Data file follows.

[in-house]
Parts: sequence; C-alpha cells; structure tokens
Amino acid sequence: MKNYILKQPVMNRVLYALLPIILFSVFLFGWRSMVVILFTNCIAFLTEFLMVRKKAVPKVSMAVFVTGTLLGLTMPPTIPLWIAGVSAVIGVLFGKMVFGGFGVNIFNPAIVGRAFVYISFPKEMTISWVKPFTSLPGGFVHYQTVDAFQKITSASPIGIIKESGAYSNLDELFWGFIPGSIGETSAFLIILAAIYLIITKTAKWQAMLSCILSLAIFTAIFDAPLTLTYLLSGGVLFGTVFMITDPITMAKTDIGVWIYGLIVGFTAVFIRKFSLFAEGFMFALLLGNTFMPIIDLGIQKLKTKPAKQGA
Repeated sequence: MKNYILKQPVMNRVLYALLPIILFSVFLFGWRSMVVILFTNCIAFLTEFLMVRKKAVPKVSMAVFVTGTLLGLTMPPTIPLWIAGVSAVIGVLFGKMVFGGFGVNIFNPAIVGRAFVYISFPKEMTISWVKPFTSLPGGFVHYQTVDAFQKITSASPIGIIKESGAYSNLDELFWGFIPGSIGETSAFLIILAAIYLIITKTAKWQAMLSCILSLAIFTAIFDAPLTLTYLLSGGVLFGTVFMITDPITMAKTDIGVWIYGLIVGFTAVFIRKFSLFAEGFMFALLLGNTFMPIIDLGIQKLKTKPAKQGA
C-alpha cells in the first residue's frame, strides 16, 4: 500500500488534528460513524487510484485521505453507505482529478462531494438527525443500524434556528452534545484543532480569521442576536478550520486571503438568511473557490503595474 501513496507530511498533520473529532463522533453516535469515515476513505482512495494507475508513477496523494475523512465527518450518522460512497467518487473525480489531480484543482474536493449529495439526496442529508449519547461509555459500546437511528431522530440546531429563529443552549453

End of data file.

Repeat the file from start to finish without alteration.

[in-house]
Parts: sequence; C-alpha cells; structure tokens
Amino acid sequence: MKNYILKQPVMNRVLYALLPIILFSVFLFGWRSMVVILFTNCIAFLTEFLMVRKKAVPKVSMAVFVTGTLLGLTMPPTIPLWIAGVSAVIGVLFGKMVFGGFGVNIFNPAIVGRAFVYISFPKEMTISWVKPFTSLPGGFVHYQTVDAFQKITSASPIGIIKESGAYSNLDELFWGFIPGSIGETSAFLIILAAIYLIITKTAKWQAMLSCILSLAIFTAIFDAPLTLTYLLSGGVLFGTVFMITDPITMAKTDIGVWIYGLIVGFTAVFIRKFSLFAEGFMFALLLGNTFMPIIDLGIQKLKTKPAKQGA
Repeated sequence: MKNYILKQPVMNRVLYALLPIILFSVFLFGWRSMVVILFTNCIAFLTEFLMVRKKAVPKVSMAVFVTGTLLGLTMPPTIPLWIAGVSAVIGVLFGKMVFGGFGVNIFNPAIVGRAFVYISFPKEMTISWVKPFTSLPGGFVHYQTVDAFQKITSASPIGIIKESGAYSNLDELFWGFIPGSIGETSAFLIILAAIYLIITKTAKWQAMLSCILSLAIFTAIFDAPLTLTYLLSGGVLFGTVFMITDPITMAKTDIGVWIYGLIVGFTAVFIRKFSLFAEGFMFALLLGNTFMPIIDLGIQKLKTKPAKQGA
C-alpha cells in the first residue's frame, strides 16, 4: 500500500488534528460513524487510484485521505453507505482529478462531494438527525443500524434556528452534545484543532480569521442576536478550520486571503438568511473557490503595474 501513496507530511498533520473529532463522533453516535469515515476513505482512495494507475508513477496523494475523512465527518450518522460512497467518487473525480489531480484543482474536493449529495439526496442529508449519547461509555459500546437511528431522530440546531429563529443552549453